It is nice to be an editor of a newspaper, and especially in a small country town. There you are a sort of benevolent dictator, universally loved and respected. Everybody has confidence in you, and people lift their hats to you whenever you appear in public. Your utterances are considered to be oracular, and whenever you pronounce judgment people read with abated breath and consider the decision to be final.

This description turns out (not surprisingly) to be an elaborate journalistic fantasy—as the writer subsequently observes: "Pretty, isn't it? But it isn't true. Let us have the real picture." Nevertheless, the writer does not seem to view the notion of a "benevolent dictator" as inherently absurd or oxymoronic.

'Benevolent dictates' as a precursor to 'benevolent dictator'

It seems worthwhile to note that the phrase "benevolent dictates" appears fairly frequently in the decades before the 1848 instance of "benevolent dictator" noted above. Here, in chronological order, are XX instances of the phrase from the 1700s.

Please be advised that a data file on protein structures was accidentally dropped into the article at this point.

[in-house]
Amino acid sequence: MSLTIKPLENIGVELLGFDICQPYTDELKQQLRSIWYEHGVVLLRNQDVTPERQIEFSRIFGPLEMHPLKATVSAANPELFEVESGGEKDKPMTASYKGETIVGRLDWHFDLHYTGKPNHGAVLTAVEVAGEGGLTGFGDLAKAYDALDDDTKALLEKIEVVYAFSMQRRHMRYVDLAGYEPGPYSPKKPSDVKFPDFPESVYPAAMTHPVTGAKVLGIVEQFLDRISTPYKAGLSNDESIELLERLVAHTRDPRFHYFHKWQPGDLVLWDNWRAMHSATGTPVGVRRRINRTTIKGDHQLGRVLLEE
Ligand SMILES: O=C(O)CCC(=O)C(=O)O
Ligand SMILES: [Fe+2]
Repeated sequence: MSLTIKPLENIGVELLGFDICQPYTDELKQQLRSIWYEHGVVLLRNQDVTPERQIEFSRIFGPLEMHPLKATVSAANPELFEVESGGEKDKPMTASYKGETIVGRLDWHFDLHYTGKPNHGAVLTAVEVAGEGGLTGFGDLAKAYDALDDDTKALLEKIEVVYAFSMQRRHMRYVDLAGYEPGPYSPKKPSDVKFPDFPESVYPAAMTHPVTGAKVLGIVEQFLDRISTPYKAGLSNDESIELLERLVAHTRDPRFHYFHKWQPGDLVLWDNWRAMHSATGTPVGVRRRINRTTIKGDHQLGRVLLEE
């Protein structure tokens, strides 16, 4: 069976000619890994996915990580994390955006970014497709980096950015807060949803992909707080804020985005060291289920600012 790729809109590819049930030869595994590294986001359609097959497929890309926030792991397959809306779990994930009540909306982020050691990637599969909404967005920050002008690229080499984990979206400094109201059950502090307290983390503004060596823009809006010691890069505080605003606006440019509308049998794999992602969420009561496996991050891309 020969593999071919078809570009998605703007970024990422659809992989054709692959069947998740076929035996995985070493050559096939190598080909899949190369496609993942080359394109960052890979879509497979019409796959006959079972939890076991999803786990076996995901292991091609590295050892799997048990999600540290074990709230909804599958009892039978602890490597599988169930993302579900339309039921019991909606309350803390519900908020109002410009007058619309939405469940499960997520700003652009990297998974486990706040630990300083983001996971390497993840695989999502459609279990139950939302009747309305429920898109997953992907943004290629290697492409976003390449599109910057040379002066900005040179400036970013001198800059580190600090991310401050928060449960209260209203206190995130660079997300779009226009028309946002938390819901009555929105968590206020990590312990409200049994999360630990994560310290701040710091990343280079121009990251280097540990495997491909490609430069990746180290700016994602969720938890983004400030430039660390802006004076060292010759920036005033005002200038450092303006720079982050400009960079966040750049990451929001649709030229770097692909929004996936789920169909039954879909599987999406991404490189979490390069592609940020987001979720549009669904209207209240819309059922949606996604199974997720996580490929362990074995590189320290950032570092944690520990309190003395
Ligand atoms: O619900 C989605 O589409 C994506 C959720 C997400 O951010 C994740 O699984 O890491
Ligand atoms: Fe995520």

From William Dodwell, "On Charity" in Practical Discourses on Moral Subjects, volume 2 (1749):

Our Faith will self-condemn us, and our Hope deceive us, if we do not regulate our Hearts and Lives by the benevolent Dictates of the Gospel. It was the Aim of both those Duties and Privileges to amend our Morals ; and if our Practice is bad, our best Speculations are vain and fruitless.

From Isaac Maddox, "A Sermon Preached before His Grace Charles Duke of Marlborough, ... on Thursday, March 5, 1752," fifth edition (1753):

Yield to the benevolent Dictates of human Nature ; pursue and gratify the rational Feelings and Sympathy of your own Mind ; hide not thyself from thine own Flesh, preserve the lives of your Brethren, afflicted, destitute, sick, and abandoned Brethren ; some of them perhaps at this very Instant, for want of a sufficient Fund to procure more extensive Relief, unavoidably delivered up to the two most woful an tormenting Companions, Poverty and Sickness ; excluded from this too scanty House, and miserably consigned over to Grief, Despair, and almost certain Death.

From an unidentified article in The Universal Magazine of Knowledge and Pleasure (1773[?]) [text not shown in snippet window]: